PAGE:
Dormers Wells High School is committed to working closely and in harmony with its community and celebrating the diversity of the UK. We aim to prepare students for life in modern Britain and to ensure that our school ethos, curriculum and approaches to teaching and learning reflect and promote British values.
We recognise that these values are not exclusive to being British and that they have come to be accepted throughout the democratic world as the method of creating an orderly society in which individual members can feel safe, valued and can contribute for the good of themselves and others.
We work alongside our local community and recognise the variety of religious beliefs within it. Students take part in local events and meet different members of the community to appreciate the valuable contributions they make. All subject departments are aware of the importance of transmitting British values through their curriculum content.
We take opportunities to:
- acknowledge, celebrate and commemorate national events, and anniversaries related to key events in Britain’s past ;
- join in with international sporting events and find out more about the countries that host them;
- support a number of charities that are selected by the students and arrange fundraising events;
- invite members of the local community to our school events.
We understand the role that our school has in helping prevent radicalisation and supporting our students in developing a worldview, recognising Britain’s place within it. The five British values are:
- the rule of law
- individual liberty
- mutual respect
- tolerance of those with different faiths and beliefs.
british values at dwhs
What is the Prevent strategy?
Prevent is a government strategy designed to stop people becoming terrorists or supporting terrorist or extremist causes. The Prevent strategy covers all types of terrorism and extremism, including the extreme right wing, violent Islamist groups and other causes.
How does the Prevent strategy apply to schools?
From July 2015 all schools (as well as other organisations) have a duty to safeguard children from radicalisation and extremism. This means we have a responsibility to protect children from extremist and violent views the same way we protect them from drugs or gang violence. Importantly, we can provide a safe place for pupils to discuss these issues so they better understand how to protect themselves.
What does this mean in practice?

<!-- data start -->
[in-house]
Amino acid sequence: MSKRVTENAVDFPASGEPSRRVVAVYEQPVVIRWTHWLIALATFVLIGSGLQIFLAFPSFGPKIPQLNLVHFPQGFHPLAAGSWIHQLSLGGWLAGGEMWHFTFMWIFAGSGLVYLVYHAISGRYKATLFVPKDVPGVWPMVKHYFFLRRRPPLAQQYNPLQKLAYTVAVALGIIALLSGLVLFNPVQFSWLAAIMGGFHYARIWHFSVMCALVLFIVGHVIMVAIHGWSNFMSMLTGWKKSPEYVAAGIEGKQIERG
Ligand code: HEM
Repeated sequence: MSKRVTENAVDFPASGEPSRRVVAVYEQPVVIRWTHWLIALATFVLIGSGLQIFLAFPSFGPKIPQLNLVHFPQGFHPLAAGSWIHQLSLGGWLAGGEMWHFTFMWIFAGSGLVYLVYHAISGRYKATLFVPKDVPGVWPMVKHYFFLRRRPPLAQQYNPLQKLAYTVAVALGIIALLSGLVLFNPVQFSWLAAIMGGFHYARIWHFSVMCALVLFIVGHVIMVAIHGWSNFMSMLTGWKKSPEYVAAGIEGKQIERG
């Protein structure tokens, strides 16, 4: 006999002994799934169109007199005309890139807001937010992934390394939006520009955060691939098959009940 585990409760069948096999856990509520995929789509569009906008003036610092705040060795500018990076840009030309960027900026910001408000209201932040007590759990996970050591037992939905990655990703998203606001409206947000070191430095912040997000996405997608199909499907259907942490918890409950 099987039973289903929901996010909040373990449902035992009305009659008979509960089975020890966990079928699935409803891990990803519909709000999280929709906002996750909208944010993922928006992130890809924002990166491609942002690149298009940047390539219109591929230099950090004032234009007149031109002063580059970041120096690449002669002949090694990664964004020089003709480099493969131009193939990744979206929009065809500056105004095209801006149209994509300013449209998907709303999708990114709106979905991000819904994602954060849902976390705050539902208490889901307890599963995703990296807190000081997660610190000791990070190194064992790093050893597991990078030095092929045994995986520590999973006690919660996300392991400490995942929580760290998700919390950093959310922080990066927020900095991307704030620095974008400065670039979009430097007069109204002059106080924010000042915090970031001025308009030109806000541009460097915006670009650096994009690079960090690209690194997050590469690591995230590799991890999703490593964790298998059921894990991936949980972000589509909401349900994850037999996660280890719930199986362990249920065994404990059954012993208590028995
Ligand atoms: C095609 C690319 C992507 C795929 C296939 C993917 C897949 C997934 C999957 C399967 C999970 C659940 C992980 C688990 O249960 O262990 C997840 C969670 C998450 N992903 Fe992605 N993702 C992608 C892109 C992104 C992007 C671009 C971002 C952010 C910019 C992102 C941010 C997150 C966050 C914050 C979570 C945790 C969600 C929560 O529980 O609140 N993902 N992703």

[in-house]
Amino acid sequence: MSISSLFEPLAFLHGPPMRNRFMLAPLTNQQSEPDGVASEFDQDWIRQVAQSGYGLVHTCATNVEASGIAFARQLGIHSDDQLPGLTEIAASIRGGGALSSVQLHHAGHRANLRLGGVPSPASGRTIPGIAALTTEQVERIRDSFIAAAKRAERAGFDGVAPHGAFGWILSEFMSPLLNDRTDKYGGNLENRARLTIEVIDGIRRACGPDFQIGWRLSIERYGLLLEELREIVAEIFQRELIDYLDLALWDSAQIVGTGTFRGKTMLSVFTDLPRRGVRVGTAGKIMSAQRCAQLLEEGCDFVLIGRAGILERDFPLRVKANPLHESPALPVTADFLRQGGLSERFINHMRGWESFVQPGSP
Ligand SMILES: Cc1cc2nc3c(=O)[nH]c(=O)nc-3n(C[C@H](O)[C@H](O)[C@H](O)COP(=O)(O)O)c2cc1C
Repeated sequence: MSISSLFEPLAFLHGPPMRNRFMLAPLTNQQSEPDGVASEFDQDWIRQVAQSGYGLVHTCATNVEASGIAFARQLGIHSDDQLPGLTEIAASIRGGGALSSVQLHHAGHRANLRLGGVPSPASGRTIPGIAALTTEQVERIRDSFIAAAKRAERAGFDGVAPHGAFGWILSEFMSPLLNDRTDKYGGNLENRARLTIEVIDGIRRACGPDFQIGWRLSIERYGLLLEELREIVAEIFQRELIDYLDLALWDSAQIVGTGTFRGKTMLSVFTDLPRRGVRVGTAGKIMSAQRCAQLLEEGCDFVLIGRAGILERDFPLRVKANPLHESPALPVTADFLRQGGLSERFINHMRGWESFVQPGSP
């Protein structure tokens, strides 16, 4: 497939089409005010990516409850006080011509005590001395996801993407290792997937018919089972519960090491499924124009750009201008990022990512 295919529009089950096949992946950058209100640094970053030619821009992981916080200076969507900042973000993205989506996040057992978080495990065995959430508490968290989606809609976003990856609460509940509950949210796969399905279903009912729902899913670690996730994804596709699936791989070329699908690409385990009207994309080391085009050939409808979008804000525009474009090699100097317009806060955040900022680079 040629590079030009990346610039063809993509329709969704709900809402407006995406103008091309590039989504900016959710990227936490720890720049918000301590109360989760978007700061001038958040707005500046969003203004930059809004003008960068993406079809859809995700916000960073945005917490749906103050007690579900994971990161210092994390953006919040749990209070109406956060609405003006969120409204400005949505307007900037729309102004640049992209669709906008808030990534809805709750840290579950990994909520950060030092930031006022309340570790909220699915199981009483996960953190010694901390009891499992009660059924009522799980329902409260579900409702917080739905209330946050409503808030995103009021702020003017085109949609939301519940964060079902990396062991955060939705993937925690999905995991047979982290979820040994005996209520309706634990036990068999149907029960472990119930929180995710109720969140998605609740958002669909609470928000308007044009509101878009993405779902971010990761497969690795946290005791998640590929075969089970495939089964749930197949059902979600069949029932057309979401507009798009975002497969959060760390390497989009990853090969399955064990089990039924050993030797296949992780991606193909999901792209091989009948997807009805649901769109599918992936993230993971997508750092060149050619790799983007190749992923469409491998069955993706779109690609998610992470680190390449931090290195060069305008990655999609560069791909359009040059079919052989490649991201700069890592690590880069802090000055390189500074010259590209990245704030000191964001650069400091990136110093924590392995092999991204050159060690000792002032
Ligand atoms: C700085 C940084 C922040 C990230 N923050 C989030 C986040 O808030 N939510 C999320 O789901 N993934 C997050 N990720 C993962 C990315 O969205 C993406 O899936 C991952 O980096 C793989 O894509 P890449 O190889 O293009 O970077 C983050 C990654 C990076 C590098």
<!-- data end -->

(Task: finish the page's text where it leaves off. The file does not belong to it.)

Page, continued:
Many of the things we already do in school to help children become positive, happy members of society also contribute to the Prevent strategy. These include:
- Exploring other cultures and religions and promoting diversity
- Challenging prejudices and racist comments
- Developing thinking skills and a strong, positive self-identity
- Promoting the spiritual, moral, social and cultural development of pupils, as well as British values such as democracy
We will also protect children from the risk of radicalisation, for example by using filters on the internet to make sure they can’t access extremist and terrorist material, or by vetting visitors who come into school to work with pupils. Different schools will carry out the Prevent duty in different ways, depending on the age of the children and the needs of the community.
Frequently Asked Questions
How does Prevent relate to British values?
Schools have been required to promote British values since 2014, and this will continue to be part of our response to the Prevent strategy. British values include: The rule of law; Individual liberty and mutual respect; Tolerance of different faiths and beliefs
Isn’t my child too young to learn about extremism?
The Prevent strategy is not just about discussing extremism itself, which may not be appropriate for younger children. It is also about teaching children values such as tolerance and mutual respect. The school will make sure any discussions are suitable for the age and maturity of the children involved.
Is extremism really a risk in our area?
Extremism can take many forms, including political, religious and misogynistic extremism. Some of these may be a bigger threat in our area than others. We will give children the skills to protect them from any extremist views they may encounter, now or later in their lives.
Where can I get more advice to support my child?
There are many websites that now offer support and guidance to tackle this challenging topic. As parents and teachers, we suggest that the NSPCC website is a good place to begin. https://www.nspcc.org.uk/what-we-do/news-opinion/supporting-childrenworried-about-terrorism/
Extremism – vocal or active opposition to fundamental British values such as democracy, the rule of law and tolerance of different faiths and beliefs
Ideology – a set of beliefs
Terrorism – a violent action against people or property, designed to create fear and advance a political, religious or ideological cause
Radicalisation – the process by which a person comes to support extreme ideology and behavior.